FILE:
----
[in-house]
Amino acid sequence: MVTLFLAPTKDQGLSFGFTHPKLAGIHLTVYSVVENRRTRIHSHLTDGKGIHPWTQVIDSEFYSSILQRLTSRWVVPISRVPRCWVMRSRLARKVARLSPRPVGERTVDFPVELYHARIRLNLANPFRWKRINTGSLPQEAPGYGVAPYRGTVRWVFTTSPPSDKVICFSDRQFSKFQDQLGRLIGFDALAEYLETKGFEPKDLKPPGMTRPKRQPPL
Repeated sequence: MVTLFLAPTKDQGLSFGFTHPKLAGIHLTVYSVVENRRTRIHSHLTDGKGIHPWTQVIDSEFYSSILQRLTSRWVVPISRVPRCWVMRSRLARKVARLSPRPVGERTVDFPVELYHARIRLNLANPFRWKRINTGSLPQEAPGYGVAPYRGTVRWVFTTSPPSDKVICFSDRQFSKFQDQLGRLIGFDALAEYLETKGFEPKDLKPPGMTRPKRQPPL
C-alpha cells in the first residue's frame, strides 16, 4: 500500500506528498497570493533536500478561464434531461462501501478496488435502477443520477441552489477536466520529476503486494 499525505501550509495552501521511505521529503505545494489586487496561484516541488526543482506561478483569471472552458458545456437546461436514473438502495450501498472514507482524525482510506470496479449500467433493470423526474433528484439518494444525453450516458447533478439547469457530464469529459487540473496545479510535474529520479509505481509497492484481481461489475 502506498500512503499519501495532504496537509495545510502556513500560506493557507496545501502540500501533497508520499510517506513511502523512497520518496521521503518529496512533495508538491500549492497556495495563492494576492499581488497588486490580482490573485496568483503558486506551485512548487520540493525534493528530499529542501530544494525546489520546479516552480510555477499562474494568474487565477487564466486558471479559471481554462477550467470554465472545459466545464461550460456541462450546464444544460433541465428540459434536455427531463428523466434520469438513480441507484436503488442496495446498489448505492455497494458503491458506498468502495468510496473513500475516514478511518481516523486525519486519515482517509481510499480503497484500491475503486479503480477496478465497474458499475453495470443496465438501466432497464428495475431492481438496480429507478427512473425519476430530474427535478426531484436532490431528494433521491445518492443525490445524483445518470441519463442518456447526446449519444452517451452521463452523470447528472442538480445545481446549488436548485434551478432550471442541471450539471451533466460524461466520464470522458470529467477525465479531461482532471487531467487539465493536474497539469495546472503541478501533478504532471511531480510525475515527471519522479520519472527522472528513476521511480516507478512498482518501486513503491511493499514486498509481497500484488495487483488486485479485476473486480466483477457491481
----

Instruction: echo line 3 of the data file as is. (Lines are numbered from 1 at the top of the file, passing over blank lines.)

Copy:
Repeated sequence: MVTLFLAPTKDQGLSFGFTHPKLAGIHLTVYSVVENRRTRIHSHLTDGKGIHPWTQVIDSEFYSSILQRLTSRWVVPISRVPRCWVMRSRLARKVARLSPRPVGERTVDFPVELYHARIRLNLANPFRWKRINTGSLPQEAPGYGVAPYRGTVRWVFTTSPPSDKVICFSDRQFSKFQDQLGRLIGFDALAEYLETKGFEPKDLKPPGMTRPKRQPPL